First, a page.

I must put out a disclaimer. When I first started using the cards, I found that some of the quieter students would hold up a green to avoid me eyeing their yellow or red card – essentially making them “stick out” to me. I had a talk with my classes about how their learning is dependent on their integrity. We also discussed honesty as it relates to their understanding and how this is a driving force of everything we do. I did find that all this helped encourage the kids to provide more accurate responses.

Besides the obvious benefit for me, their teacher, the students actually enjoy using Traffic Light. At the end of the first semester, I asked each student to provide me with one thing they thought went well and one thing they felt needed improvement in our class. I was surprised by this, but several students actually mentioned the Traffic Light cards.

Feedback Traffic Light

(“the new grading system for exams” refers to my shift to standards-based grading)

It could be the interactivity. Students get to, essentially, voice their opinion…and teens love to do that. It could also the message it sends: that I’m willing adjust any lesson based on how they’re learning – and then to actually adjust it. Who knows. I’m just glad they’ve taken to it.

bp

Speed Dating

Speed Dating from Class

I’ve heard this strategy being used by several teachers in the MTBoS, but I most notably remember Kate Nowak being the one I heard it from first. It was a total success.

If you don’t know already, here’s the deal. Set up the classroom so that students are facing each other. Create a worksheet with problems you need the students to study/review. After handing it out, I gave the students a few minutes to become “masters” at one problem (I assigned them each a problem). I had 22 students, so I had 22 problems. After this, each student will “teach” their problem to the person across from them – for my problem set this was about 3 minutes (for both students to teach). After the 3 minutes, one side of the students got up and moved one seat to the left. Now they were across from a different classmate and the 3 minutes would start again – and each new pair would teach their problem. Each new pair now had a fresh start on explaining their problem and understanding a new one. (Sort of like real-world speed dating.) This process repeated until the end of the period. Oh, and I put out whiteboards on the tables to help with all this.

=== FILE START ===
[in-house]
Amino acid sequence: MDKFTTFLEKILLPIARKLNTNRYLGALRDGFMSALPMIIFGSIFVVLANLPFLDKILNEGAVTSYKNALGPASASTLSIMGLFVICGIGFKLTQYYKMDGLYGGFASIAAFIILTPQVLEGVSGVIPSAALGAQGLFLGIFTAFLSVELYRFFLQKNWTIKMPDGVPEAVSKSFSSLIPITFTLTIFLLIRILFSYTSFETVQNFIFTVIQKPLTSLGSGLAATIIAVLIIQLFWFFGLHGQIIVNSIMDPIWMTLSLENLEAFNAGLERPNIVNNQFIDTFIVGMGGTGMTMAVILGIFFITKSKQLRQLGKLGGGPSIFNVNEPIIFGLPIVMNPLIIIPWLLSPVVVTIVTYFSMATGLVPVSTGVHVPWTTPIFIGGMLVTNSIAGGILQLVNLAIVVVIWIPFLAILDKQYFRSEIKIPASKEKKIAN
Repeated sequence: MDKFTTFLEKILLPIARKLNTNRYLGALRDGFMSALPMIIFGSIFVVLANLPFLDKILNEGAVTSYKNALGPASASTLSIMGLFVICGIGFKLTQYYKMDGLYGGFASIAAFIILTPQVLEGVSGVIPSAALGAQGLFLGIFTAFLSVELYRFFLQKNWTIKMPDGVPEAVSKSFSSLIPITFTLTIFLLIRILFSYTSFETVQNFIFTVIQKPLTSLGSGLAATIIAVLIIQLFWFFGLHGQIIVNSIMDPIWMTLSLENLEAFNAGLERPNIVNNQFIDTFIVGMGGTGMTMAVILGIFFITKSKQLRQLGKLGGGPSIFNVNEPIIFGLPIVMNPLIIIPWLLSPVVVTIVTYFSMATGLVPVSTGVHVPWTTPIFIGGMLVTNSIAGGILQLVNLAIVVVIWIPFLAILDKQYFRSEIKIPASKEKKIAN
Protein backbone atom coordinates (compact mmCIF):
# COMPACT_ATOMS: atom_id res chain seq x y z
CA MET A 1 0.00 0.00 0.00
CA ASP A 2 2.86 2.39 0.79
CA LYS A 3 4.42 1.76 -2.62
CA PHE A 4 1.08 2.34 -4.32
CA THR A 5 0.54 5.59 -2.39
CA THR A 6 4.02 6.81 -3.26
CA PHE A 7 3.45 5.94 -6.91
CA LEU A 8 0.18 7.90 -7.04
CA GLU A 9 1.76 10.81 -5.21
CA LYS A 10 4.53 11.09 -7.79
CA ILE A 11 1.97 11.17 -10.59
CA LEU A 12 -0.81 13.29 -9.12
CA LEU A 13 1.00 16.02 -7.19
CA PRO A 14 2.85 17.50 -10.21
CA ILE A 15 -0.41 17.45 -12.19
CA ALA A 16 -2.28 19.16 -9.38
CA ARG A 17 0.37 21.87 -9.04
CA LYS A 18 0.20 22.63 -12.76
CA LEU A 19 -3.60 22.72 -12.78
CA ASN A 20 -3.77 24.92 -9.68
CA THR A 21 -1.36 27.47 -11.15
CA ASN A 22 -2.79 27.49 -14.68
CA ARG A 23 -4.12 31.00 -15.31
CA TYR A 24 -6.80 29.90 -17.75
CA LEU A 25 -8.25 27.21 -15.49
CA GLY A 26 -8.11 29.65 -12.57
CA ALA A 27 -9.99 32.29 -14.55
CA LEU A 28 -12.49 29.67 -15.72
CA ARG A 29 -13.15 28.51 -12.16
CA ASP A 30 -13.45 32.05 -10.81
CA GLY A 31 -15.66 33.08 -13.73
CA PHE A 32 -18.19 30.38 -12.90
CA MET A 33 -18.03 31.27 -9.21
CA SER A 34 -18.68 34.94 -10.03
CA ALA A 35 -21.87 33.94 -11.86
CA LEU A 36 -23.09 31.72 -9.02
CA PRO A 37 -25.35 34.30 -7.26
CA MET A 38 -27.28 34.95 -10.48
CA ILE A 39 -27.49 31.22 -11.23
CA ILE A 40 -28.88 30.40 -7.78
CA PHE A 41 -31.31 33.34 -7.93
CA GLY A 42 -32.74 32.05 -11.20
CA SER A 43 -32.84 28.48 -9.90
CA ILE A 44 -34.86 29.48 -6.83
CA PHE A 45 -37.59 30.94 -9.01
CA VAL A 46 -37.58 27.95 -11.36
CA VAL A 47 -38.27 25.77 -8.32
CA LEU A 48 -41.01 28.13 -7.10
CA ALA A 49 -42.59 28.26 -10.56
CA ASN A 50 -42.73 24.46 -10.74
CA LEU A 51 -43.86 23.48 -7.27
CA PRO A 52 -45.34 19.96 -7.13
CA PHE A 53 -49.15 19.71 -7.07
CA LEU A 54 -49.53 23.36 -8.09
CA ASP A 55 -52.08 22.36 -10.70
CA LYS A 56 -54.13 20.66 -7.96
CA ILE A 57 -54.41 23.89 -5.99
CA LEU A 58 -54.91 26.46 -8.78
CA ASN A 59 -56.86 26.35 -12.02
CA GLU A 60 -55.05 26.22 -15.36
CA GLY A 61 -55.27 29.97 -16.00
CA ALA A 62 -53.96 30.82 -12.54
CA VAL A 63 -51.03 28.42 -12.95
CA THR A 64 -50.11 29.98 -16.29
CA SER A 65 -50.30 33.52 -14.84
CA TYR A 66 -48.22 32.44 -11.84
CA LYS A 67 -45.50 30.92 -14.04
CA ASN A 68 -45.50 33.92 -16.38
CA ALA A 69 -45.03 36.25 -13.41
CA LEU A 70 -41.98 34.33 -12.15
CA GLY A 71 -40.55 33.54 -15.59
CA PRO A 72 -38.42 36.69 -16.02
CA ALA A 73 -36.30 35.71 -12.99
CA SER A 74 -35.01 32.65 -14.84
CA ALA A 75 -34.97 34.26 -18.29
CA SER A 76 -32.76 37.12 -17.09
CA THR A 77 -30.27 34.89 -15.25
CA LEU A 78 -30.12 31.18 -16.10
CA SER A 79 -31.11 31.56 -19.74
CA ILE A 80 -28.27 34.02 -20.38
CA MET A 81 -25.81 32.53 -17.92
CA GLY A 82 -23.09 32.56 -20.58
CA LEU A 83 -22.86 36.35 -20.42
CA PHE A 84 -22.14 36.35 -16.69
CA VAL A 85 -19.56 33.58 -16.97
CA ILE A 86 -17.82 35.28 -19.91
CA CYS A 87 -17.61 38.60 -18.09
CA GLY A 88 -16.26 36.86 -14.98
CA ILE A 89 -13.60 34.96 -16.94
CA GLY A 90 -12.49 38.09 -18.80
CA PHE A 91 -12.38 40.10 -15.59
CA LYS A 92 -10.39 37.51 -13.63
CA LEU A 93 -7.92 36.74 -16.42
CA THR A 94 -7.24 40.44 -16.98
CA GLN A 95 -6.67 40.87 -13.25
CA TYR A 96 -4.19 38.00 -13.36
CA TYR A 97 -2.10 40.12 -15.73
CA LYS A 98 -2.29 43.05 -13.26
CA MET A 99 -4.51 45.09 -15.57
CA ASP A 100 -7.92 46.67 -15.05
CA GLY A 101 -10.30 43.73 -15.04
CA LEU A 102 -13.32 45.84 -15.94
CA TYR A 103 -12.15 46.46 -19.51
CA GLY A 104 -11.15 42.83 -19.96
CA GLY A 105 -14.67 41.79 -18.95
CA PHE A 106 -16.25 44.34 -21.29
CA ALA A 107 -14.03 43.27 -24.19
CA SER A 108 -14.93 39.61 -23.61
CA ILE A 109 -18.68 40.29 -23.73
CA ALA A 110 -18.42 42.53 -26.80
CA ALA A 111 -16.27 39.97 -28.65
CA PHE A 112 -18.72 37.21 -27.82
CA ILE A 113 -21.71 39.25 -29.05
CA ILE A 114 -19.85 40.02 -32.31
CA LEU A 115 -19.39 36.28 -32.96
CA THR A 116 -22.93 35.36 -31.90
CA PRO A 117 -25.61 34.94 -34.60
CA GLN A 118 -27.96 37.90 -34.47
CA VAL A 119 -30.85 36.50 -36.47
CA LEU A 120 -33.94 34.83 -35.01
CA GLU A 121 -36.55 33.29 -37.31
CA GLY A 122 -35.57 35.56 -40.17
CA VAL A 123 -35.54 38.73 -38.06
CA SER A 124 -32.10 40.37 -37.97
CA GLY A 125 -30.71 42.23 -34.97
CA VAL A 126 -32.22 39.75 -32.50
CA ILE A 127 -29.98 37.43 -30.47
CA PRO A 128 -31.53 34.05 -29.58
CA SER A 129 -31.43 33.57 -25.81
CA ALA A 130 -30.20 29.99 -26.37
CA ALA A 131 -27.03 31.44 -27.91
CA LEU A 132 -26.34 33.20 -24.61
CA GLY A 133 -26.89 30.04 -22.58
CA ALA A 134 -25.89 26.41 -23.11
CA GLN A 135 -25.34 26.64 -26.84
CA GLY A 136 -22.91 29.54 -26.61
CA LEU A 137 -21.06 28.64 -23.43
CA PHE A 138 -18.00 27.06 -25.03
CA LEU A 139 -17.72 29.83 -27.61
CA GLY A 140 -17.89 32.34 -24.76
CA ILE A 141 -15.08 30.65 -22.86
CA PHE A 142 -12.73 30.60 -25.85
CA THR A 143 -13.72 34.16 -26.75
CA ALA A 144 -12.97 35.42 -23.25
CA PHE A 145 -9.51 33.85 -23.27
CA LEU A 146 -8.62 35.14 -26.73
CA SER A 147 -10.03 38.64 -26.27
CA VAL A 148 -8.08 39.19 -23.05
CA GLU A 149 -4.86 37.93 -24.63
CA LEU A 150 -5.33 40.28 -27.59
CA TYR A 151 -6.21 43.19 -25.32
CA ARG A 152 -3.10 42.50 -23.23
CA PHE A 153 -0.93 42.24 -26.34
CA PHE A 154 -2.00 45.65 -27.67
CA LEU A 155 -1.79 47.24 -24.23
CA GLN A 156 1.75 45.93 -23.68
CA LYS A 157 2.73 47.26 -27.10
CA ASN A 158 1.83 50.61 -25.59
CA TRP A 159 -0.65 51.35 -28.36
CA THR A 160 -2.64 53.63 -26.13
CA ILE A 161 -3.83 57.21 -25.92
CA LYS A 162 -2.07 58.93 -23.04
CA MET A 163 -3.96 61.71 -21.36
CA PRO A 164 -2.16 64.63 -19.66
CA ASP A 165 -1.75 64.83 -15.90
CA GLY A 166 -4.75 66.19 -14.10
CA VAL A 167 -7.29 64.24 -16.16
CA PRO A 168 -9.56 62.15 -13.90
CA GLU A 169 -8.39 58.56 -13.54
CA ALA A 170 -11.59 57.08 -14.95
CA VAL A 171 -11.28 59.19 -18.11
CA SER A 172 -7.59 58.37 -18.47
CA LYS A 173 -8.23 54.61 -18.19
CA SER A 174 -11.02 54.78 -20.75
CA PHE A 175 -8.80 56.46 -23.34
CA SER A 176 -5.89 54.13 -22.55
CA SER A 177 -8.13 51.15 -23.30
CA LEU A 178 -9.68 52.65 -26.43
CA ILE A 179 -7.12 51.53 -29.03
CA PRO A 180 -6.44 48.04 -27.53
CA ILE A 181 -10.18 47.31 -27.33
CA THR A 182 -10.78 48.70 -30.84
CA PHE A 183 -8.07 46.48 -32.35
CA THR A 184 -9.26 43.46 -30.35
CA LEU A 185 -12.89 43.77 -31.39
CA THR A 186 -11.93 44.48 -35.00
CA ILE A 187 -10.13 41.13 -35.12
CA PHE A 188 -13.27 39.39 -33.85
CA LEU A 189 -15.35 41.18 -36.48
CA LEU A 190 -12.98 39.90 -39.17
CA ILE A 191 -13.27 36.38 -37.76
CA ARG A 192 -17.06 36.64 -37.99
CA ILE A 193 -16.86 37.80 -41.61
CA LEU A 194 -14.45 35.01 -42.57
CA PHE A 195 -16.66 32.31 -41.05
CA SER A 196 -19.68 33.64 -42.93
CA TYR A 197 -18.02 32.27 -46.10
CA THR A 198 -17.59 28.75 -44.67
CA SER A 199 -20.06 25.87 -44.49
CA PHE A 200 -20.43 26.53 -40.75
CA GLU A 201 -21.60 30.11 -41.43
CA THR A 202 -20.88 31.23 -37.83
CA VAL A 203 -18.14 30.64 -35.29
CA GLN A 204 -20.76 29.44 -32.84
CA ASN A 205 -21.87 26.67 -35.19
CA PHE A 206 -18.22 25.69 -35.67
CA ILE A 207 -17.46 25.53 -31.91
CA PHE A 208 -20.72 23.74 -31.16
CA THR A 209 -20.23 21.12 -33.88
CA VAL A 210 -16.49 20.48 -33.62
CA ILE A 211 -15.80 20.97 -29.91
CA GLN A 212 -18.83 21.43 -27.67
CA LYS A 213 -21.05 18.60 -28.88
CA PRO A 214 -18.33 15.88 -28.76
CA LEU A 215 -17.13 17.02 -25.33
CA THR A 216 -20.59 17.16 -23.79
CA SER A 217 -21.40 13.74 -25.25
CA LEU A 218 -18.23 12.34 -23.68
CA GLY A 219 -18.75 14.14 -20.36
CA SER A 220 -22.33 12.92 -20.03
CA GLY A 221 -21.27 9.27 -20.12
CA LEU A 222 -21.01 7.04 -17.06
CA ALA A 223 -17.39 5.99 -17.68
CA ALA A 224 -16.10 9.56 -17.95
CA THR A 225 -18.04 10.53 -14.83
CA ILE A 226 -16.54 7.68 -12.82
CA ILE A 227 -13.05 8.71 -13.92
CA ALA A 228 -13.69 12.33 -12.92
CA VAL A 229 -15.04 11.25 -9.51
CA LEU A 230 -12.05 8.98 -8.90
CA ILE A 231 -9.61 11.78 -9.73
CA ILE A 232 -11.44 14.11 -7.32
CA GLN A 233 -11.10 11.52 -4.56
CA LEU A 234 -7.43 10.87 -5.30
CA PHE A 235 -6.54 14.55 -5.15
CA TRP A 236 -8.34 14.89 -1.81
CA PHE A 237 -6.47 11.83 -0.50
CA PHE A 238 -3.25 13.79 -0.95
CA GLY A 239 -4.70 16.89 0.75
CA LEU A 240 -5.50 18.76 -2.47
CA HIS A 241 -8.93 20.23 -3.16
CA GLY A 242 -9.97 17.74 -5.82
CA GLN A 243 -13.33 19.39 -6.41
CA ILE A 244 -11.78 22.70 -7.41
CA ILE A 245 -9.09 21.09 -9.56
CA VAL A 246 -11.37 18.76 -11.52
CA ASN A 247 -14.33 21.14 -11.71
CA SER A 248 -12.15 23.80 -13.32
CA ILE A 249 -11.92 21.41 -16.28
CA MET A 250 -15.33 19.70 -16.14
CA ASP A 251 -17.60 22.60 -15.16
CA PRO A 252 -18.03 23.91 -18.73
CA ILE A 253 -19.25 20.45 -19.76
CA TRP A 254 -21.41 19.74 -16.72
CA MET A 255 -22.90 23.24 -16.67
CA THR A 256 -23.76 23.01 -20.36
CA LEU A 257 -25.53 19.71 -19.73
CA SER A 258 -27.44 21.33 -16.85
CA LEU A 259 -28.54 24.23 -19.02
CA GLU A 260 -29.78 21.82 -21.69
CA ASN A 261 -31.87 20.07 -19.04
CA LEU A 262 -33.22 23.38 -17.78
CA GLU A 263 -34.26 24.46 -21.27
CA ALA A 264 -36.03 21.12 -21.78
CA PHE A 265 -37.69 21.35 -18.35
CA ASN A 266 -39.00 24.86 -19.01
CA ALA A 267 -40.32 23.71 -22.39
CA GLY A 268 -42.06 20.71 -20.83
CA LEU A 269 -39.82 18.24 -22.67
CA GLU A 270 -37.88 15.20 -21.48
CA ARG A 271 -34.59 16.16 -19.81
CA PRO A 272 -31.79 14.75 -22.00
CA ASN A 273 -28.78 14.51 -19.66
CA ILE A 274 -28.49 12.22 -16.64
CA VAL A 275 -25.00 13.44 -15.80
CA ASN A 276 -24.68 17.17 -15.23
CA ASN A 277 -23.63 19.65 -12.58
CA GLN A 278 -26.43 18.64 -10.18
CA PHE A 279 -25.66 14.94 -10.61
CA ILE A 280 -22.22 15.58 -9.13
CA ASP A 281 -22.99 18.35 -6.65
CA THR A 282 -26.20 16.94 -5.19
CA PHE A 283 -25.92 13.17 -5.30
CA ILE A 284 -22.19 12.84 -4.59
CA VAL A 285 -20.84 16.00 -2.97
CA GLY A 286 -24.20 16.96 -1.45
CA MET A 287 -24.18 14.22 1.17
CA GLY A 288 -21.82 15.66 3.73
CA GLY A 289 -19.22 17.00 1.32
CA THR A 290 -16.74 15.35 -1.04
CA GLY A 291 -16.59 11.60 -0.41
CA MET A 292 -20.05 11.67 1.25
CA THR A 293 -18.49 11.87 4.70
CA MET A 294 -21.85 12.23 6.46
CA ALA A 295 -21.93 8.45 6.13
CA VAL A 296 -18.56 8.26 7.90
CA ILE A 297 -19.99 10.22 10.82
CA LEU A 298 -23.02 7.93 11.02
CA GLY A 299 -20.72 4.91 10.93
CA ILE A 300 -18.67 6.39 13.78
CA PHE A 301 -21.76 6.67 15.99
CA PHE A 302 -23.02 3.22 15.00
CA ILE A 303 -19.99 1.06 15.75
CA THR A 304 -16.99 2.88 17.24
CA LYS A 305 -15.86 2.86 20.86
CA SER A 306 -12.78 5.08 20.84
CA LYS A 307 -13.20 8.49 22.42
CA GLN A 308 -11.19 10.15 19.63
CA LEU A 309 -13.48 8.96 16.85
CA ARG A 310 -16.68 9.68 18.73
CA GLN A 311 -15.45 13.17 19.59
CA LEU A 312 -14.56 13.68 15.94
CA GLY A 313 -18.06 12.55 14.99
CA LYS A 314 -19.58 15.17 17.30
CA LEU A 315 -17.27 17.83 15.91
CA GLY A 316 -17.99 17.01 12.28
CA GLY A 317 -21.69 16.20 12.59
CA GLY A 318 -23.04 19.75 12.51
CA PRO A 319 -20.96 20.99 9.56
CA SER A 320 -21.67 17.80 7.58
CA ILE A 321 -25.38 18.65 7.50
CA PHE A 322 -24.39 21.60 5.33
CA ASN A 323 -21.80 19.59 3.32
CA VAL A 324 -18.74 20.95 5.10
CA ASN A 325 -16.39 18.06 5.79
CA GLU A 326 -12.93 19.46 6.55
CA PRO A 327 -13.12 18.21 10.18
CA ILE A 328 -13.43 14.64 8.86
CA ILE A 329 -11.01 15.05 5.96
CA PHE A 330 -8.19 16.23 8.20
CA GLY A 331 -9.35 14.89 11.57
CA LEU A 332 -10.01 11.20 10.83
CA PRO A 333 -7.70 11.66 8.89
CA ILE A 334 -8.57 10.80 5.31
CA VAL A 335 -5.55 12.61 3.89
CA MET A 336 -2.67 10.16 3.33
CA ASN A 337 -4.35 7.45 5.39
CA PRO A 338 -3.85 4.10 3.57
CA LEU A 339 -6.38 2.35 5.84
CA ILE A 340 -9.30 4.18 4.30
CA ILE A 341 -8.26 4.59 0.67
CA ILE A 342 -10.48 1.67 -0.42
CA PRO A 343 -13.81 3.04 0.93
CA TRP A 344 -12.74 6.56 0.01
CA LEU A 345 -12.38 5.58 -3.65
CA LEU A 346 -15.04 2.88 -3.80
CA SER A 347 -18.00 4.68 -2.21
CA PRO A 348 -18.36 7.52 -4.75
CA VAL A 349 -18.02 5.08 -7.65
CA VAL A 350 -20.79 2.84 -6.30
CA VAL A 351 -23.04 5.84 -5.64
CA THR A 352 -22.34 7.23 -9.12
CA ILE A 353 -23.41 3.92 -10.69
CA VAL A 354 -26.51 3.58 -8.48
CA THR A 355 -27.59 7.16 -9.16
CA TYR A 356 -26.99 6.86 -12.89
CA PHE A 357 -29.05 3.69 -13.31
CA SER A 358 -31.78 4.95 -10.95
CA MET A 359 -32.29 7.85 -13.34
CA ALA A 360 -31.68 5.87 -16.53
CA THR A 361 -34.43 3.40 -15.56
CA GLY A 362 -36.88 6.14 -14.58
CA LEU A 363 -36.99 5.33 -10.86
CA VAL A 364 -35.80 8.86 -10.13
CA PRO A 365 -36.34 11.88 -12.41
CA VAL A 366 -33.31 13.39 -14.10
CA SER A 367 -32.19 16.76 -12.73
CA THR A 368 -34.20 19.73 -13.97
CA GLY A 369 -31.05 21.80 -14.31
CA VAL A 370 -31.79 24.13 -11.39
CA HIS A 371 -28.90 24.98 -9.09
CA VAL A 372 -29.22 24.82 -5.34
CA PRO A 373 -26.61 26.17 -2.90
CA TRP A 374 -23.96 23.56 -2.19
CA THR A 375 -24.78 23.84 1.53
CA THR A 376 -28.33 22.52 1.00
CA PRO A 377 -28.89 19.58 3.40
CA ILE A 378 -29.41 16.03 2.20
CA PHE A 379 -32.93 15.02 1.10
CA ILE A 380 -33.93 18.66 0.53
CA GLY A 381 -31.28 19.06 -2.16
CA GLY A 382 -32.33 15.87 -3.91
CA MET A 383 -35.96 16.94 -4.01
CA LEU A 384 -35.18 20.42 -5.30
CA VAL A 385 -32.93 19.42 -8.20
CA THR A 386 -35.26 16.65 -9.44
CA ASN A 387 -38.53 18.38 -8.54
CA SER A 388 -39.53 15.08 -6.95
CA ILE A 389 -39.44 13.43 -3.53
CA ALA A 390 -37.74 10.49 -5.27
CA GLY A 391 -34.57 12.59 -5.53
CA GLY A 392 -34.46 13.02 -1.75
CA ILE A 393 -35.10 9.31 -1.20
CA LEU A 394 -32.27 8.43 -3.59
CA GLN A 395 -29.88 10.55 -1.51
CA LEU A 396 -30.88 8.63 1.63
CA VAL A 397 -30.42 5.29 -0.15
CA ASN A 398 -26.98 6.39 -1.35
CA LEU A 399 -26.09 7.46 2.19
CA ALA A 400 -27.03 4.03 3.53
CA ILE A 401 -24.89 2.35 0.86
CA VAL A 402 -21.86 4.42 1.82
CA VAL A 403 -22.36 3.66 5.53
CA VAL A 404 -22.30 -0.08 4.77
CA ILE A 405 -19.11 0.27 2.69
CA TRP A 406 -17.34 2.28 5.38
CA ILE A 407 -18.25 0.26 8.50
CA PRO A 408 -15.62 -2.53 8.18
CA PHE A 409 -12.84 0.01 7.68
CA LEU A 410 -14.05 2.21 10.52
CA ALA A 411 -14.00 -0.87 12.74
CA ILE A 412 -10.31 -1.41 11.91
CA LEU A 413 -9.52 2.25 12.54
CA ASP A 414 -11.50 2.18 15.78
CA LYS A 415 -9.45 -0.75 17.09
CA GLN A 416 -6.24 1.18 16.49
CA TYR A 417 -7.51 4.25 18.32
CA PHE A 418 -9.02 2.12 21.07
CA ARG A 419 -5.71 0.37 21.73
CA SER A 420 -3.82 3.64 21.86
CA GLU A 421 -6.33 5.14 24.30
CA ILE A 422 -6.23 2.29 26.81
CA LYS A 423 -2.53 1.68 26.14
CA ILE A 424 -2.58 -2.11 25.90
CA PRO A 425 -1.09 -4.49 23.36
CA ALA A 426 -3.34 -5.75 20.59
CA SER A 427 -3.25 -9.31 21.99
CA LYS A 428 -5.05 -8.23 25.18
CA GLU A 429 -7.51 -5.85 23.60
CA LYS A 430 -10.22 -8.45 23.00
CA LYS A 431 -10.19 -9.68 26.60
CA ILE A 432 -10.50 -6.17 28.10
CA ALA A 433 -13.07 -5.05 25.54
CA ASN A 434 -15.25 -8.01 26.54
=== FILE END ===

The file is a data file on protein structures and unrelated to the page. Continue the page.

I floated around as they worked and assisted as necessary, but I wasn’t really part of the picture all that much. I loved this! I felt a bit weird in that I wasn’t doing much throughout the period. Then I came to my senses: it was the power of student-centered learning taking over me.

Because each student was only required to “master” one problem, they weren’t overwhelmed. And because they had to explain that question several times over the course of the class period, they really became well-versed on the concept that their problem related to. Conversely, because there was a student walking them through a problem they hadn’t seen before, I was able to incorporate peer tutoring and bring the learning to them in a more native way. They were talking about math all period – teaching and learning from one another – and hardly realized it.

It was totally my fault, but I didn’t get around to getting in an exit slip to gauge their thoughts on the activity. In fact, the bell rang as we were closing up. But if I had to guess from the looks of it, they really liked speed dating.